Recovery from a traumatic brain injury (TBI) frequently includes overcoming physical and mental impairments. Unfortunately, working through emotional issues often becomes one of the largest challenges as options for care, and access to care, may be limited.
These limitations have fueled innovative approaches to care for emotional deficits after TBI. New options includes the use of various forms of health information technology to provide training in emotional regulation skills.
The study is presented in a special issue of the Journal of Head Trauma Rehabilitation (JHTR). The official journal of the Brain Injury Association of America.
Many patients with TBI experience disruptions in emotional functioning, including problems in awareness, recognition, expression, and regulation of emotions.
“Of the vast array of consequences of TBI, emotional deficits are among the most prevalent, persistent, and difficult to treat,” according to Dawn Neuman, Ph.D., of Indiana University School of Medicine at Indianapolis.
Deficits in emotional regulation can affect patients’ lives in many ways, including a reduced ability to participate in and benefit from other rehabilitation treatments.
Yet emotional issues after TBI remain “grossly understudied,” especially in terms of treatment. The seven original research papers in the special issue evaluate innovative treatments for common emotional problems after TBI.
Theo Tsaousides, Ph.D., and colleagues of Icahn School of Medicine at Mount Sinai, New York, evaluated a web-based intervention to improve emotional regulation after TBI. The study included 91 adults with a history of TBI and current problems with emotional regulation, based on the “Difficulties in Emotional Regulation Scale” (DERS).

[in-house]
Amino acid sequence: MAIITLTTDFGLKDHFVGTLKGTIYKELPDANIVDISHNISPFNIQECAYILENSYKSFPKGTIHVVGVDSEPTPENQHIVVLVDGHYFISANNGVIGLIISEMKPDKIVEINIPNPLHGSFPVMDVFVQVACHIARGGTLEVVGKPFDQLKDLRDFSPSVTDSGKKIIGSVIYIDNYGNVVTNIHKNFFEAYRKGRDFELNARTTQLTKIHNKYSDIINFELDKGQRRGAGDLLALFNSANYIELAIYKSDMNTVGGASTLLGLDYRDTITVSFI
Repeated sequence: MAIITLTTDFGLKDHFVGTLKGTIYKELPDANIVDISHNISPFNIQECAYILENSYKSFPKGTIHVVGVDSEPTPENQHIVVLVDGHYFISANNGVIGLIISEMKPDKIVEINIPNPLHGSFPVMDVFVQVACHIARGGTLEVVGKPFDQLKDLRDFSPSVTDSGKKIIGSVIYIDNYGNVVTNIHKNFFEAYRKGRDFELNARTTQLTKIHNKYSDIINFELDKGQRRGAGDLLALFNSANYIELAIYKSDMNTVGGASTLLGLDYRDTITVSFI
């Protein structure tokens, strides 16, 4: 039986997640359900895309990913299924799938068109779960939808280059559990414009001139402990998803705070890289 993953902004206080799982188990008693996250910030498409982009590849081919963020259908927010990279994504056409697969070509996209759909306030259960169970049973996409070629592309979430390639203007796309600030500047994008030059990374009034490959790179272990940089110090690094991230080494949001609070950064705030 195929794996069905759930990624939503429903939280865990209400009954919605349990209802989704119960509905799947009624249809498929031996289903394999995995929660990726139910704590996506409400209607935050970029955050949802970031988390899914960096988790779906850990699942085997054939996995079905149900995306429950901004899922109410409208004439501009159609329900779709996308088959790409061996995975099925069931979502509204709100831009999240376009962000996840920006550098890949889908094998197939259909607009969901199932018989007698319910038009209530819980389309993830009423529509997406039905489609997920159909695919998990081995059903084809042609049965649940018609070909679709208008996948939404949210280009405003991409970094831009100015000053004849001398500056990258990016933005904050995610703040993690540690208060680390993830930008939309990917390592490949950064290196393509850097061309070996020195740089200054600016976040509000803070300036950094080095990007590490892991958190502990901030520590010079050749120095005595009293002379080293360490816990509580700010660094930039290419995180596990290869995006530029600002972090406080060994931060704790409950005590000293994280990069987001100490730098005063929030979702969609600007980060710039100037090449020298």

Average time since TBI was about 10 years. In nearly half of patients, the severity of TBI was rated mild.
Over 12 weeks, participants received 24 one-hour emotional regulation skills training sessions. The group sessions were delivered by videoconference, supervised by experienced rehabilitation neuropsychologists.
The program provided education on how TBI affects emotional functioning, followed by training, practice, and feedback on specific strategies for improving emotional regulation skills in everyday life.
At the end of the 12-week program, the participants showed meaningful improvements in emotional regulation, including “medium to large” effects on all aspects measured by the emotional regulation questionnaire. Follow-up assessment 12 weeks beyond the treatment period showed continued improvement.
Measures of positive emotions, satisfaction with life, and problem-solving skills also improved significantly. Participants felt they made substantial progress toward their personal goals. Nearly 90 percent reported moderate to large improvements in their capacity for emotional regulation skills.
The use of videoconferencing technology could help to overcome distance and travel barriers to treatment, while maintaining the benefits of group interventions.
The study recruited participants from 33 states and five countries. Said Tsaousides, “This technology allowed us to create an online educational environment that, in addition to providing skill training, enabled people who were hundreds and thousands of miles apart–many of whom had been isolated from support communities–to connect, share, and learn from one another.”
Other papers in the special issue report on treatments targeting emotional self-awareness, social-emotional perception, anger and aggression, and depression after TBI. While the studies are an important step forward, “The state of the science for studying and treating emotional deficits in people with TBI is sorely lagging behind the needs,” Neumann writes.
“A lot more evidence-based research is needed to support more confident treatment recommendations.”
Source: Wolters Kluwer Health/EurekAlert